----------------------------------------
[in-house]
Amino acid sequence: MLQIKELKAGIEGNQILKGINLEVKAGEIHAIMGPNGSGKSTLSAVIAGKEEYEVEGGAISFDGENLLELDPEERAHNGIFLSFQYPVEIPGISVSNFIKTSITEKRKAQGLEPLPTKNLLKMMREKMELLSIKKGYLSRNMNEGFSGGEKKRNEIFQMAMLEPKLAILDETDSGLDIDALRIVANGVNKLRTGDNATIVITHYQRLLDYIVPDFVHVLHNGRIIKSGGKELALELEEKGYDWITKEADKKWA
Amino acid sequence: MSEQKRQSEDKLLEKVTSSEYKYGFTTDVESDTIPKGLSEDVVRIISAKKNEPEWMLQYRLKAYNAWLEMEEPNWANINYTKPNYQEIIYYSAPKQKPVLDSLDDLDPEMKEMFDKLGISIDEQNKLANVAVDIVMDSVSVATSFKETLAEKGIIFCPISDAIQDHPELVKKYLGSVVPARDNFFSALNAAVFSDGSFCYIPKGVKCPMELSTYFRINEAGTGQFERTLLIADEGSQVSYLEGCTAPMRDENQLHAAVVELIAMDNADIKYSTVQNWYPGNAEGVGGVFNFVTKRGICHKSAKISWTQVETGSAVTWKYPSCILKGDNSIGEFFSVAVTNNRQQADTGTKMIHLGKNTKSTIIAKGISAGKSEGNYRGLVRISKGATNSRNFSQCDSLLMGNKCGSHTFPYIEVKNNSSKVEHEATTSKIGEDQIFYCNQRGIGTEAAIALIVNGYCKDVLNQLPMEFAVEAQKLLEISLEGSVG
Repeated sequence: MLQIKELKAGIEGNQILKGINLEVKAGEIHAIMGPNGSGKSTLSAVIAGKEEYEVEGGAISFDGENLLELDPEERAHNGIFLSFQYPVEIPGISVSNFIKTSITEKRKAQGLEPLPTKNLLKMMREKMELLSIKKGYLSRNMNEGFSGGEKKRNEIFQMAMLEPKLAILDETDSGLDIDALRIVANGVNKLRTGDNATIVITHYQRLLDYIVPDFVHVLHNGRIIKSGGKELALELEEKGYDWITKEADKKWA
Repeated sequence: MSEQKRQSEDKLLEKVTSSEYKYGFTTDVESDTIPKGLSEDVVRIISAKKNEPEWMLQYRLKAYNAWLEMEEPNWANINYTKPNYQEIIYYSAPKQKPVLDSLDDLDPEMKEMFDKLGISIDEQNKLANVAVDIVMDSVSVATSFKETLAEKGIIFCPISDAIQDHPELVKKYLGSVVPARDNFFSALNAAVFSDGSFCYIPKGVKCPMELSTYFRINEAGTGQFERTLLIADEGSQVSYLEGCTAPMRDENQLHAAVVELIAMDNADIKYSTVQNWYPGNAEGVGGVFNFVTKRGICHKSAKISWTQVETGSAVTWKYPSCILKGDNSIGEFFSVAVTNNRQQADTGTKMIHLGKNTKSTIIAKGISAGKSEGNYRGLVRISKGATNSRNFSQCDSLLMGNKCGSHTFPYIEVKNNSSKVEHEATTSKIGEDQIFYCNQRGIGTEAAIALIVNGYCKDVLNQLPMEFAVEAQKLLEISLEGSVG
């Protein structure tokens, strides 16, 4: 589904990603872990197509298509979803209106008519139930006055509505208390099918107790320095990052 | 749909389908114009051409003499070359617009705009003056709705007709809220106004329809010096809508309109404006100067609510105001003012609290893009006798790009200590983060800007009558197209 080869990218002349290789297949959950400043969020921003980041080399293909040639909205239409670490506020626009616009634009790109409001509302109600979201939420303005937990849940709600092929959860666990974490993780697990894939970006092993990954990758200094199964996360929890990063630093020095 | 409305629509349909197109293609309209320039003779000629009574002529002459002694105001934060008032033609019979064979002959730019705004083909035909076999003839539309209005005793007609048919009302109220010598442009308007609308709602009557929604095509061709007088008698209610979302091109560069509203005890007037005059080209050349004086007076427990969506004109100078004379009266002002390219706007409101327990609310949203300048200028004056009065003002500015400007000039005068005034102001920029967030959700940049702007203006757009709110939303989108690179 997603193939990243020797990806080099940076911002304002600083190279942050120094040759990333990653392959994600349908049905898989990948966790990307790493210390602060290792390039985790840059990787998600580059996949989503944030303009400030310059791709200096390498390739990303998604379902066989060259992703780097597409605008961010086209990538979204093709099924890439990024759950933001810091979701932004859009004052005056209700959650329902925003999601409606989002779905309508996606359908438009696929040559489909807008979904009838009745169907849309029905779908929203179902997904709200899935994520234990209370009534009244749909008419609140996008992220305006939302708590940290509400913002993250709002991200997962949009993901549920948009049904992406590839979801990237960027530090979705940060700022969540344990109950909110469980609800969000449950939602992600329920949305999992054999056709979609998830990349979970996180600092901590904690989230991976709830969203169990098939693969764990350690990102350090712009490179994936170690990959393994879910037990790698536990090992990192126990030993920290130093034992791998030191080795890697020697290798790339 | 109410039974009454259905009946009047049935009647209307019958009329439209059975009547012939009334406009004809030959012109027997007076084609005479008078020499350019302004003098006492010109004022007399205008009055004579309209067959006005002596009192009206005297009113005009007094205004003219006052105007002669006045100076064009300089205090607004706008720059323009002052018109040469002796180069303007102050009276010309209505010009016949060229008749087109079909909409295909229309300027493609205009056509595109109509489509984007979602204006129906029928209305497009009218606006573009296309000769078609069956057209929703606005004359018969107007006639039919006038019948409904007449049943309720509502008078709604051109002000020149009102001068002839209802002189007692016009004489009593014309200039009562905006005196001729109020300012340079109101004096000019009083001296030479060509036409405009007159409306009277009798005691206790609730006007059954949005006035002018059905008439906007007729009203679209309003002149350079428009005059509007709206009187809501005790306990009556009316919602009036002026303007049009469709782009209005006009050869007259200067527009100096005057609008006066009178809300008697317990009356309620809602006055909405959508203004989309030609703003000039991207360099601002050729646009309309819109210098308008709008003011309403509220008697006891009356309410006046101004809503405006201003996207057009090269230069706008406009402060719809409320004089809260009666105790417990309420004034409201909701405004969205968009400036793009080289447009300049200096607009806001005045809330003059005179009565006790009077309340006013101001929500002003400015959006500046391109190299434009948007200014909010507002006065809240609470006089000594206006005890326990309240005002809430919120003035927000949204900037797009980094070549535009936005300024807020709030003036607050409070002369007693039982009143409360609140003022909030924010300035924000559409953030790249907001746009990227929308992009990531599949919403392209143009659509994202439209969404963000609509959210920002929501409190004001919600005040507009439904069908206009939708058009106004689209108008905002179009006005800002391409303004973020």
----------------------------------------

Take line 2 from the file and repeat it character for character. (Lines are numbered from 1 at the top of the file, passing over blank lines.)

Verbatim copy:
Amino acid sequence: MLQIKELKAGIEGNQILKGINLEVKAGEIHAIMGPNGSGKSTLSAVIAGKEEYEVEGGAISFDGENLLELDPEERAHNGIFLSFQYPVEIPGISVSNFIKTSITEKRKAQGLEPLPTKNLLKMMREKMELLSIKKGYLSRNMNEGFSGGEKKRNEIFQMAMLEPKLAILDETDSGLDIDALRIVANGVNKLRTGDNATIVITHYQRLLDYIVPDFVHVLHNGRIIKSGGKELALELEEKGYDWITKEADKKWA